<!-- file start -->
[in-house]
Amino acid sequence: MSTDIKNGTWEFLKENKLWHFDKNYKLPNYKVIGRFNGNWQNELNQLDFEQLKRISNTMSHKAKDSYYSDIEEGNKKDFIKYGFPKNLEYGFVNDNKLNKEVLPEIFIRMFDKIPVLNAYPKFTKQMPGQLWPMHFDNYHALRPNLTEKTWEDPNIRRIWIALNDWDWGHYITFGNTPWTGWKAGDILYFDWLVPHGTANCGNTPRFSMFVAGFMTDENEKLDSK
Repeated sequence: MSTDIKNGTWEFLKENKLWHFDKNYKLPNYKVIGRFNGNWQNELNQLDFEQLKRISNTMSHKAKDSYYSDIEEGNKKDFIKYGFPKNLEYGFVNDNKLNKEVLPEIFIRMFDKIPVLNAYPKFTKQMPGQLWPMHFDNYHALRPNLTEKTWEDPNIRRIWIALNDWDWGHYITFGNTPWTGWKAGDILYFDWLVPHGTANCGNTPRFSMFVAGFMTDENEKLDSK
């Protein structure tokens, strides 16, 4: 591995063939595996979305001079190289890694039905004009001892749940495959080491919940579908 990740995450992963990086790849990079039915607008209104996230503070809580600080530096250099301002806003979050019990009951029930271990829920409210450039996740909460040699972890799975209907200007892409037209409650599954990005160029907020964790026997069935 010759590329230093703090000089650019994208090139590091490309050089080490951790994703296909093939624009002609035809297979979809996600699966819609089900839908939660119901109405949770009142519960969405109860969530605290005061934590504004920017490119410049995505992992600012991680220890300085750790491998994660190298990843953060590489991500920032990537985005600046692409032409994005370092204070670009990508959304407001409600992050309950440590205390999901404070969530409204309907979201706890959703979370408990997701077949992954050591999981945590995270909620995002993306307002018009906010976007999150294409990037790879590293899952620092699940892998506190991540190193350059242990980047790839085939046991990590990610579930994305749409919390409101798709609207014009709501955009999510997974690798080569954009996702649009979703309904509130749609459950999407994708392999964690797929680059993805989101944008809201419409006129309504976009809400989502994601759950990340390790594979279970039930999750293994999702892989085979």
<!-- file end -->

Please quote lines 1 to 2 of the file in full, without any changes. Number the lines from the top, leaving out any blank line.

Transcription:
[in-house]
Amino acid sequence: MSTDIKNGTWEFLKENKLWHFDKNYKLPNYKVIGRFNGNWQNELNQLDFEQLKRISNTMSHKAKDSYYSDIEEGNKKDFIKYGFPKNLEYGFVNDNKLNKEVLPEIFIRMFDKIPVLNAYPKFTKQMPGQLWPMHFDNYHALRPNLTEKTWEDPNIRRIWIALNDWDWGHYITFGNTPWTGWKAGDILYFDWLVPHGTANCGNTPRFSMFVAGFMTDENEKLDSK